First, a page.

Nepal is a nation of transporters. In the treacherous Himalayas, Nepalis trek for more than 10 days just to trade salt for grain. In the southern plains, the sight of a daily load on heads is as common as any. In the hills, you will see women carry a doko on their backs, whether it’s filled with bricks or a pile of freshly-cut grass. In a small town buzzing with commercial activities, you will see those who carry their “shops” on their heads (usually an assortment of snacks is for sale), and those who march forward with the weight of a giant hay stack on their backs, heads bent towards the road. In the city, you will meet men who dangle stacks of fresh yogurt from their shoulders.
Everywhere there are children who skip school to go on a daily trek to fetch the family’s water supply for the day. Everywhere there are villages that until recently were accessible only by foot, where the mornings are greeted by the sound of bells around the necks of mules who carry goods in and out. Everywhere there are women who use one hand to steady the water canister on their head, and another to lift their sari up to navigate a wet passage soft with gooey mud. In some of these parts, things are changing rapidly, thanks to thousands of invisible hands and backs that loaded and unloaded rocks and stones to build an ambitious number of roads under the supervision of an armed Maoist movement. During this time, teenaged girls and boys were among those who showed up at the construction site in the early morning to fulfill the mandatory labor contribution required from each family.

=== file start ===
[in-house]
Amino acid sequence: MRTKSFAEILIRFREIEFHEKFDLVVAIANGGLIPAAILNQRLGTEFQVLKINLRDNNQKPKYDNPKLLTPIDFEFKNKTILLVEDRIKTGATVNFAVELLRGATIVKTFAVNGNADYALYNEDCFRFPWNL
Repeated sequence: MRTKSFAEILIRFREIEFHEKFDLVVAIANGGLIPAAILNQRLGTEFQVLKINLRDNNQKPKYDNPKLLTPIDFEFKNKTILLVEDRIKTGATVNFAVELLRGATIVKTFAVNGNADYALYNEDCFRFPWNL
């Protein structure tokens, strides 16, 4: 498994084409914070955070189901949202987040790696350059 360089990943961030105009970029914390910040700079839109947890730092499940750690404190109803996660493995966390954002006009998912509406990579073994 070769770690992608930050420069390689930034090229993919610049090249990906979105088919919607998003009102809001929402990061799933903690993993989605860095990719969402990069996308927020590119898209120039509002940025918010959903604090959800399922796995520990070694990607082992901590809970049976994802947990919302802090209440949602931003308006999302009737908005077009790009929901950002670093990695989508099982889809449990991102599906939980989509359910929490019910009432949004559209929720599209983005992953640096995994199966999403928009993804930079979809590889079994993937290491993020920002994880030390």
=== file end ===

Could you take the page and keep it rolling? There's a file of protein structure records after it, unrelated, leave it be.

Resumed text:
Today, after a decade of major political transformations and upheavals, after the exile of a king, the end of a civil war movement, the dissolution of the old constitution, the composition of a new national anthem, and several attempts at reconstructing a functional government, Nepalis are still fighting for some very basic rights. One thing is for sure: though it may be a while before Nepalis can stop carrying a load on their backs, the transporters will continue to nudge on. It is to them that this series of collages is dedicated.
Artwork and words by Sahara Shrestha. See her work on Instagram @ssahara, or at sanssequel.com.